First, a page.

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Marlon Blackwell Architects receives Education Facility Design Awards

Vol Walker Hall at the University of Arkansas (Photo by Tim Hursley)

FAYETTEVILLE, Arkansas (November 7, 2016) – For the first time, design projects by Marlon Blackwell Architects have received Education Facility Design Awards in a program sponsored by the American Institute of Architects’ Committee of Architecture for Education.

Marlon Blackwell

Marlon Blackwell

One of the honored projects is the Vol Walker Hall renovation and Steven L. Anderson Design Center addition at the University of Arkansas. It received an Award of Excellence, one of six handed out.

Mr. Blackwell is the E. Fay Jones Chair in Architecture and a Distinguished Professor in the Fay Jones School of Architecture and Design. His firm’s two projects in Fayetteville were among 12 given marks of distinction in the 2016 annual awards program, and his was the only firm with multiple designs on this competitive list. All recognized projects were noted “for exhibiting design trends conducive to creating learning environments.”

The Vol Walker Hall renovation and Steven L. Anderson Design Center addition project, completed in 2013, is home to the Fay Jones School. Blackwell’s Fayetteville-based firm worked in collaboration with Polk Stanley Wilcox Architects.

The design features post-tensioned concrete and Indiana limestone, which honor the weight and substance of the historic structure, while the west-facing fritted glass brise soleil (sun breaker) and steel curtain wall create a contemporary figure. The overall design establishes a tangible discourse between past and present, while providing state-of-the-art facilities for 21st century architectural and design education.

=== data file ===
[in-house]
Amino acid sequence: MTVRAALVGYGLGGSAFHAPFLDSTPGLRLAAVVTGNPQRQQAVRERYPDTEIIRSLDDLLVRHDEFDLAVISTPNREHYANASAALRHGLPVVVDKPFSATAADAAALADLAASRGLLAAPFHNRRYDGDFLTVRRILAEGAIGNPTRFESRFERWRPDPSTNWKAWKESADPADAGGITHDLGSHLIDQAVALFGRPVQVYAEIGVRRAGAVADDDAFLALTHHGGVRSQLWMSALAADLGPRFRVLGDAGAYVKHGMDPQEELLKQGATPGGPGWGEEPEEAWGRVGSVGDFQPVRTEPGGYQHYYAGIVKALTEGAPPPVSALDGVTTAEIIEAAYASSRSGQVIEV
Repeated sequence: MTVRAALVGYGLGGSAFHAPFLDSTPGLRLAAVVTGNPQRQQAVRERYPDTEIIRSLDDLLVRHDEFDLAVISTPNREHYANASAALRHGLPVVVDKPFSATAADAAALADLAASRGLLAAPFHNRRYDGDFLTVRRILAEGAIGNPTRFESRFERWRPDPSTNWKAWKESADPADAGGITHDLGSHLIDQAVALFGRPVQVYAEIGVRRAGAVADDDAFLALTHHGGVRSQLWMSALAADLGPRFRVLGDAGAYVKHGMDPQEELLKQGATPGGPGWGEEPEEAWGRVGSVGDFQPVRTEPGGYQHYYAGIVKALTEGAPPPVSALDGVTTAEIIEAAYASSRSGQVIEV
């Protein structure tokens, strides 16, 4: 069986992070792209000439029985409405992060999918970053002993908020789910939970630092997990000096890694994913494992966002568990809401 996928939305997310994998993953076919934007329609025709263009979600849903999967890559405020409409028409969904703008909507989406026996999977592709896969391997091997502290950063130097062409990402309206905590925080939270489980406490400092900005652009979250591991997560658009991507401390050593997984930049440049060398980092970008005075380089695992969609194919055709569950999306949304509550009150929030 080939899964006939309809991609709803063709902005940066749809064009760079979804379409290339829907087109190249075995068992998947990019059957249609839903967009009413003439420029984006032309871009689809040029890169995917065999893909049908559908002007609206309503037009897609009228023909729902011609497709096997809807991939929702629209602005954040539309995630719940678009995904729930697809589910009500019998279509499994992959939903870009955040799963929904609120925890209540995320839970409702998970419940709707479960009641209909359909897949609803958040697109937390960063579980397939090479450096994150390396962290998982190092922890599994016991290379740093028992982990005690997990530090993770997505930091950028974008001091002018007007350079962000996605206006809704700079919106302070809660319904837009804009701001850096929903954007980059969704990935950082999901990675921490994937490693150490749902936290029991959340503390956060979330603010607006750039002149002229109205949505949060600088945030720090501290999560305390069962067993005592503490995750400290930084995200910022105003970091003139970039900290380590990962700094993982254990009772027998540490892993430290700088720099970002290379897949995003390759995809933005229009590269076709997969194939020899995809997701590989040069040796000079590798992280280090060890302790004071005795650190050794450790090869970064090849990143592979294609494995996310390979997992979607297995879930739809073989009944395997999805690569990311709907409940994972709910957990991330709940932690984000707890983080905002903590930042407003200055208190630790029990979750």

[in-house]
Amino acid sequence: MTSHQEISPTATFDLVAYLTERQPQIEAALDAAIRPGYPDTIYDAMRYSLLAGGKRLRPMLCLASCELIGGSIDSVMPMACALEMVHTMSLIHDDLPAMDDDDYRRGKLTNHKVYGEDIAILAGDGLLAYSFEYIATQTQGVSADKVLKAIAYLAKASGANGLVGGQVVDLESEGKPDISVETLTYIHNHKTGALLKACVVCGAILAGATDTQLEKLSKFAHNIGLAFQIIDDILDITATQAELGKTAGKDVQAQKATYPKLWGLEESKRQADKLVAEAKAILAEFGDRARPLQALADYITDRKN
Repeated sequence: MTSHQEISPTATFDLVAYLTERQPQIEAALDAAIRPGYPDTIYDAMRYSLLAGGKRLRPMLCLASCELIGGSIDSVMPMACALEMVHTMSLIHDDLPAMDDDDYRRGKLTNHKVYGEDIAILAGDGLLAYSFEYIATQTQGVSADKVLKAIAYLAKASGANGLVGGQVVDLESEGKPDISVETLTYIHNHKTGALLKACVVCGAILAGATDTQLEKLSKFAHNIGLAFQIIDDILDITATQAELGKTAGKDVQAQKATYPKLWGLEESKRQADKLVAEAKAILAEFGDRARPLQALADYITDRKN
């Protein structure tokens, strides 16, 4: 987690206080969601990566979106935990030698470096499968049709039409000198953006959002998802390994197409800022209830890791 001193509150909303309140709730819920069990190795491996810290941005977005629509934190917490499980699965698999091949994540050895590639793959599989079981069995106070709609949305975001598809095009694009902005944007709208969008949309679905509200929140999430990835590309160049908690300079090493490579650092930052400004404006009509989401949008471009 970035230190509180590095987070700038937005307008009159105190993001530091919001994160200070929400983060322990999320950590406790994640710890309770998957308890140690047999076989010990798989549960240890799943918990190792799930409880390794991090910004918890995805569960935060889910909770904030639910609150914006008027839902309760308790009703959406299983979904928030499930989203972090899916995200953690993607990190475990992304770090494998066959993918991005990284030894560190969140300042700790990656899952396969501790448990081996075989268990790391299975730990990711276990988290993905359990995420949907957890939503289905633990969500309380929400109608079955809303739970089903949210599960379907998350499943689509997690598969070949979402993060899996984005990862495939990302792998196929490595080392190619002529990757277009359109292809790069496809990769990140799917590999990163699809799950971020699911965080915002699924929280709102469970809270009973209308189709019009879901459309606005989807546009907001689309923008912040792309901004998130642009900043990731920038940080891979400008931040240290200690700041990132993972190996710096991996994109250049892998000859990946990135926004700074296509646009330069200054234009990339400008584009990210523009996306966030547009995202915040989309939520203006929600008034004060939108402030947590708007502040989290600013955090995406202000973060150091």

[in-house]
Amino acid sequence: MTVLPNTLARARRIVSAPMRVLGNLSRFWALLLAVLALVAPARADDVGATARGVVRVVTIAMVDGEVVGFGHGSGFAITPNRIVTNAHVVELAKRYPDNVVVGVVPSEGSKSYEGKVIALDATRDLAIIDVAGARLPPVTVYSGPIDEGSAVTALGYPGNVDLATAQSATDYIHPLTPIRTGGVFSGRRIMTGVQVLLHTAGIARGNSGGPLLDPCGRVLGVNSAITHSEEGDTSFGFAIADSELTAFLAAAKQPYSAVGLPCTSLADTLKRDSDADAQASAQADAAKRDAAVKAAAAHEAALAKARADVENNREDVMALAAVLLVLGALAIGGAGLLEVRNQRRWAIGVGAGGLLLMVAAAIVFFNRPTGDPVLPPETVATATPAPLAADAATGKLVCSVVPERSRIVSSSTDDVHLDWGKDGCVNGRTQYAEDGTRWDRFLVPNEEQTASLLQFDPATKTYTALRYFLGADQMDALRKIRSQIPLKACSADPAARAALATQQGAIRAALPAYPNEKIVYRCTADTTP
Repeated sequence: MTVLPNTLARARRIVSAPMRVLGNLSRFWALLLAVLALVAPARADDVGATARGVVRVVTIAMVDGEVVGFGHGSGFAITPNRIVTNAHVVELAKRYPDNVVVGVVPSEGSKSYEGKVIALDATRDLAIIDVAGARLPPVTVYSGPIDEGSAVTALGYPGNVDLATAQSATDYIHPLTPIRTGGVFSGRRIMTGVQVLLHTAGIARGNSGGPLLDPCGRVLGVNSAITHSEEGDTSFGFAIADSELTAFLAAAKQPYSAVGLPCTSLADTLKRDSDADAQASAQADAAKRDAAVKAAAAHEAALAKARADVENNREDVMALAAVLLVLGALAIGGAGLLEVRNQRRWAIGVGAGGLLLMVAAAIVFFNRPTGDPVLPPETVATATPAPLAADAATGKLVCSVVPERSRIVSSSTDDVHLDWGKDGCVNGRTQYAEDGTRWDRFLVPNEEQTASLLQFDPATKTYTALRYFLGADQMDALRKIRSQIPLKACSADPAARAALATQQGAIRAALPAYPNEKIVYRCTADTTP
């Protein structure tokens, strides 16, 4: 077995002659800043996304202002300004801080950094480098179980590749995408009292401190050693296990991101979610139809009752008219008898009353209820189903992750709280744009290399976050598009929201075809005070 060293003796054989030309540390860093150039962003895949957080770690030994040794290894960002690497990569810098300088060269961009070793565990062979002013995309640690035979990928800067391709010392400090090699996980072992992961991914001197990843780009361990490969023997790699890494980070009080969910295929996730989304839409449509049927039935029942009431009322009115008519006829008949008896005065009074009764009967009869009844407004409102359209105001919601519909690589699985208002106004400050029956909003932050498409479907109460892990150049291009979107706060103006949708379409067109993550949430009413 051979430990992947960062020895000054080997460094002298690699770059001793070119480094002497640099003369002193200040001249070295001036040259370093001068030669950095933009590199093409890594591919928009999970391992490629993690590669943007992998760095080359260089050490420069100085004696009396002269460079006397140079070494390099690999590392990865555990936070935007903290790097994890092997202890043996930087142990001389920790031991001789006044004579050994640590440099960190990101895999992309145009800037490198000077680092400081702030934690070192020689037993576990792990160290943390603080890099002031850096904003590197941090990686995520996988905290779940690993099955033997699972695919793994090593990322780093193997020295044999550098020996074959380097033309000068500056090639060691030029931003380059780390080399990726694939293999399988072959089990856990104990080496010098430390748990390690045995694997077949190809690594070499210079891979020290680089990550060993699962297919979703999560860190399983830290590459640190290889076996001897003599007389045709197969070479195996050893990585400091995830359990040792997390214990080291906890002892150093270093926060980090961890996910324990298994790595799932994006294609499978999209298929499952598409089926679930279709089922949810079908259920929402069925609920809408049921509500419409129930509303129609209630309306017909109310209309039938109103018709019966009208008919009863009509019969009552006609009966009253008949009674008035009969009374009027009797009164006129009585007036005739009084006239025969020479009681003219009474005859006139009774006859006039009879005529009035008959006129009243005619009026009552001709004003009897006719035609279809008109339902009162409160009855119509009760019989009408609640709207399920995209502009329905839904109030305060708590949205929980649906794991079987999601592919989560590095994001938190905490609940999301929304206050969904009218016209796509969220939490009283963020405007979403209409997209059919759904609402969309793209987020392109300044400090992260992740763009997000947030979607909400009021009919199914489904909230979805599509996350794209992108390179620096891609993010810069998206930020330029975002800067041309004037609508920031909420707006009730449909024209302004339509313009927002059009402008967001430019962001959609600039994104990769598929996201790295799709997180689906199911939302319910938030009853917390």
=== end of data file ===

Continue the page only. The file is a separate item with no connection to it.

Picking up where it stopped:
(Photo by Tim Hurley)

(Photo by Tim Hursley)

“The project provides a beautiful, bold and respectful relationship to the original building both inside and out,” jury members said. “There is refinement and consistency to the detailing and an intentional contrast between the new interventions and the historic renovation. This is a very disciplined approach to scale, shape and color consistency. The studios appear incredibly flexible with little wasted circulation space. We see activity everywhere.”

The Fayetteville High School Addition and Renovation design received an Award of Merit, one of six such awards given. This 500,000-square-foot project, which was completed in phases over three years, was the city’s largest civic project in the past 50 years. Blackwell’s firm worked in collaboration with Hight Jackson Associates in Rogers and DLR Group, based in Overland Park, Kansas.

The school district asked the design team to strategically restructure its high school education program into a model with small learning communities. The project features greatly simplified circulation and improved security around a public entry plaza, as well as a pedestrian avenue that mediates between the first and second phases and the 85-foot change in topography across the site. The addition features abundant glass and overlooks a new landscaped street that creates a collegiate campus feel reflective of the school’s ties to the nearby University of Arkansas.